Billy has always been an outspoken opponent of racism, bigotry, fascism, sexism and homophobia, and is very much a supporter of a multi-racial Britain. Unfortunately, this has led to a number of attacks by far right groups such as the British National Party.
Billy supports Scottish independence.
Billy is very interested in English national identity. This is apparent in his 2002 album "England, Half-English" and his 2006 book "The Progressive Patriot".
During the General Election in the UK in 2001, Billy worked hard to overcome voter apathy by promoting tactical voting in an attempt to unseat Conservative Party candidates in Dorset, particularly in Dorset South and West Dorset. In this election, the Labour Party won Dorset South with their smallest majority, and the Conservative majority in West Dorset was much reduced.
In 1999, Billy was vehemently criticised by Nicky Wire of the Manic Street Preachers for appearing to intervene in the Crappergate argument (in which the Manic Street Preachers asked for their own toilet at the Glastonbury Festival that year).
In 1999, Bragg appeared before a commission that debated possible reform of the House of Lords.
In the 1980s, Billy went to the Soviet Union several times, when Mikhail Gorbachev began to promote Perestroika and Glasnost. During one trip, he was accompanied by MTV, and during another trip he was videoed for the 1998 mini documentary Mr Bragg Goes to Moscow, by Hannu Puttonen.
Billy has recorded and performed several cover versions of well known communist anthems such "The Internationale" and "The Red Flag".
Billy backed the 1984 miners' strike in Britain and was strongly against the Conservative government at that time which was led by Margaret Thatcher. In the following year he formed the left-wing group Red Wedge, which promoted the Labour Party and discouraged young people from voting for the Conservative Party in the 1987 general election.
Billy has been involved with grassroots political movements throughout his musical career, and this is often reflected in his lyrics.
When Billy heard BBC Radio 1 DJ John Peel mention on-air that he was hungry, Bragg rushed to the studio with a mushroom biryani. Peel played a song from Billy's album "Life's a Riot", but at the wrong speed (since the 12" LP was, unconventionally, cut to play at 45rpm). John Peel said that he would have played the song even without the biryani, and he later played it again but at the correct speed this time.
Billy pretended to be a television repair man so that he could get into the office of Charisma Records' A&R man Peter Jenner.
When Billy started performing in London in the early 80s, his roadie at the time was Andy Kershaw, who became a well known BBC DJ. They later collaborated together in an episode of the BBC TV show Great Journeys, in which they travelled the Silver Road from Potosí, Bolivia to the Pacific coast at Arica, Chile.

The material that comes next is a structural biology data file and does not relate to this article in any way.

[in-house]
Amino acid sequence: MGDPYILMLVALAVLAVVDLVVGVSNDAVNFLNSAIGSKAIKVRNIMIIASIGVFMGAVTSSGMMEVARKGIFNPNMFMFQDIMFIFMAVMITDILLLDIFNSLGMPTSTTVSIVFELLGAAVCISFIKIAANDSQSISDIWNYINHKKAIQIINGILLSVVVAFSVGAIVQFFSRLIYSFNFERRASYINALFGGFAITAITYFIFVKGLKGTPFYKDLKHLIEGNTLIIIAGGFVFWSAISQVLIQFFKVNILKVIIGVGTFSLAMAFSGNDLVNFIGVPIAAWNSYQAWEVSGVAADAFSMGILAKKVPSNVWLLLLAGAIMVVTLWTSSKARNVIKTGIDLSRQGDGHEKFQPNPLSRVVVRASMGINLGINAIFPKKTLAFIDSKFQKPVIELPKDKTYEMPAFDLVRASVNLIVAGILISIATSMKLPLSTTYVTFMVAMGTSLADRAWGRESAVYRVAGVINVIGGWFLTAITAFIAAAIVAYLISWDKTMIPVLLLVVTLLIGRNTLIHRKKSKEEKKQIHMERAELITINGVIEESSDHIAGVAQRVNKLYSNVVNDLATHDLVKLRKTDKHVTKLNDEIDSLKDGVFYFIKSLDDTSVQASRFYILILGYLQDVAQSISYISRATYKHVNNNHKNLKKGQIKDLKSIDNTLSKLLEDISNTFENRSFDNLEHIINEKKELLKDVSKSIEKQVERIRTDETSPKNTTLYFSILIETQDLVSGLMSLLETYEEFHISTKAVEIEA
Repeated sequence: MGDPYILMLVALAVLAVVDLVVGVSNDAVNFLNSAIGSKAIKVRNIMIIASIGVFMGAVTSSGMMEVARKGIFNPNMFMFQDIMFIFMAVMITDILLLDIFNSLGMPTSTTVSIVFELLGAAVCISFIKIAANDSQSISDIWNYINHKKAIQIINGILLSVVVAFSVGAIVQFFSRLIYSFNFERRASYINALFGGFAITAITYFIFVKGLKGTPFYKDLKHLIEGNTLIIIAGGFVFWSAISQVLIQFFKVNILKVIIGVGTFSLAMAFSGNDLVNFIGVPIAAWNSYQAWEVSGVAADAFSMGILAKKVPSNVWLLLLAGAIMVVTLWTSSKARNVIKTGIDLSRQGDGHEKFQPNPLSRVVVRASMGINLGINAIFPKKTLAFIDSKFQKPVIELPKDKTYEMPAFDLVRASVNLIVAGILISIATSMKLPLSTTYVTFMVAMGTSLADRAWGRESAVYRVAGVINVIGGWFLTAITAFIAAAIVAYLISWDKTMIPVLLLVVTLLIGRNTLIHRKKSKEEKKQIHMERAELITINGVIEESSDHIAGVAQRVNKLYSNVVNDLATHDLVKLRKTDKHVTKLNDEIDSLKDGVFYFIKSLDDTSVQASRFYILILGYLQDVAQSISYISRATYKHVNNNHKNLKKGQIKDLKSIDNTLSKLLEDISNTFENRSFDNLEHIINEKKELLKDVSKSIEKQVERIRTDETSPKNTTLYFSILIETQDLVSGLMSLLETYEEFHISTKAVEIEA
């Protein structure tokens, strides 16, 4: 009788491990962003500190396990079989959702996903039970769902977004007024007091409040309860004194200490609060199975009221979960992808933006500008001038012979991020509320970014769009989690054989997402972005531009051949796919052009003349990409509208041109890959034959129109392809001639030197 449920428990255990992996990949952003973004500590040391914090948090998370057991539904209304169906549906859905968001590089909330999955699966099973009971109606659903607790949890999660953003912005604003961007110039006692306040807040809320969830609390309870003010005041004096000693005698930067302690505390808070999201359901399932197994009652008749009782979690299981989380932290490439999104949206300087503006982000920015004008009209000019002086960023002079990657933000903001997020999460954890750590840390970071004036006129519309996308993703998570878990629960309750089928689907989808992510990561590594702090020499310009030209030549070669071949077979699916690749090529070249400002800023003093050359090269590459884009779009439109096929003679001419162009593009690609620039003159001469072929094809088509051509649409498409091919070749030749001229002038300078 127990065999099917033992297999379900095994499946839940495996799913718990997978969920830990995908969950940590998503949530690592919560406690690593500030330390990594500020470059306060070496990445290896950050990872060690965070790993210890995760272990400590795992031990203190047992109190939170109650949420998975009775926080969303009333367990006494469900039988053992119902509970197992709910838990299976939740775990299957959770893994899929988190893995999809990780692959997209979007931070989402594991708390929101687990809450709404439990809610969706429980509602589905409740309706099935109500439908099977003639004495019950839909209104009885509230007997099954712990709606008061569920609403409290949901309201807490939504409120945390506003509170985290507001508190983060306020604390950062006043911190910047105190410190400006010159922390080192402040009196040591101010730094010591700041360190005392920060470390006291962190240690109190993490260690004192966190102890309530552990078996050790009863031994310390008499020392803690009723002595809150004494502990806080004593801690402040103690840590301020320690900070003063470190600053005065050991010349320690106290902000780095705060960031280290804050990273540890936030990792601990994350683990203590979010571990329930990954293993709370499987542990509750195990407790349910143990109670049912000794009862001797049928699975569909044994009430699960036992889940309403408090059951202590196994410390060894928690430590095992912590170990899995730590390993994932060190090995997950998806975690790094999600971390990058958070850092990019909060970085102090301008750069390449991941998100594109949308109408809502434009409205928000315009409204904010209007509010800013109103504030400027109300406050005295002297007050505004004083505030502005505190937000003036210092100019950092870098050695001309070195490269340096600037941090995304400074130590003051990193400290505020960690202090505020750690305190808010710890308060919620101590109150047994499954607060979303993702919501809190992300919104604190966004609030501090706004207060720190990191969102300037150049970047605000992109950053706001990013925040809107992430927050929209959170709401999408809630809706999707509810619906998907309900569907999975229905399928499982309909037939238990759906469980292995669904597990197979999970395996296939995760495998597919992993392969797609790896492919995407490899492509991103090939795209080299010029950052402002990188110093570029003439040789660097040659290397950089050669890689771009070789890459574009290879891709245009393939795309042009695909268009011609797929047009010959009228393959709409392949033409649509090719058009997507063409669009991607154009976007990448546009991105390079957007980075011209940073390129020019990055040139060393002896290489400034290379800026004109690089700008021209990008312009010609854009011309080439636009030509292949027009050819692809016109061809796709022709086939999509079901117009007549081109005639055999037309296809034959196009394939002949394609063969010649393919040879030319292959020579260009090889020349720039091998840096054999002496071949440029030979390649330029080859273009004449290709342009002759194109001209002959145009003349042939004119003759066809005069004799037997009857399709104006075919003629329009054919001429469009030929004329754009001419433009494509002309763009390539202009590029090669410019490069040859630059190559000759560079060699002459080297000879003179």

In May 1981 Billy joined the British Army as a trooper destined for the Queen's Royal Irish Hussars of the Royal Armoured Corps. After a few months, he bought his way out of the army for £175 and returned home, having finished his training but not joined his regiment.
When Billy was starting out, singing in his band Riff Raff, he was also working in Guy Norris records in Barking, Greater London.
Billy is the son of Dennis Frederick Austin Bragg, a sales manager's assistant in a Barking cap and hat makers, and his wife, Marie Victoria D'Urso.
Although Billy was born in London, he now lives in Dorset.
Billy has a street named after him - Bragg Close, in Dagenham, Greater London.
Billy frequently plays and speaks at the "Tolpuddle Martyrs Festival".
Billy has collaborated with Natalie Merchant, Johnny Marr, Kate Nash, Leon Rosselson, members of R.E.M., Michelle Shocked, Less Than Jake, Kitty Daisy & Lewis, Kirsty MacColl, and Wilco.
Billy's first record contract was with Charisma Records.
Billy's first band was named "Riff Raff."
Billy quit school at the age of 16.
Billy: People do say to me, "I love your songs, but I just can't stand your politics." And I say, "Well, Republicans are always welcome. Come on over!" I would hate to stand at the door, saying to people, "Do you agree with these positions? If not, you can't come in."
Billy: I don't mind being labeled a political songwriter. The thing that troubles me is being dismissed as a political songwriter.
Billy: My theory is this; I'm not a political songwriter. I'm an honest songwriter. I try and write honestly about what I see around me now.
Billy: The British National Party would probably make it [into a parliament elected by proportional representation], too. It would shine a torch into the dirty little corner where the BNP defecate on our democracy, and that would be much more powerful than duffing them up in the street - which I'm also in favour of.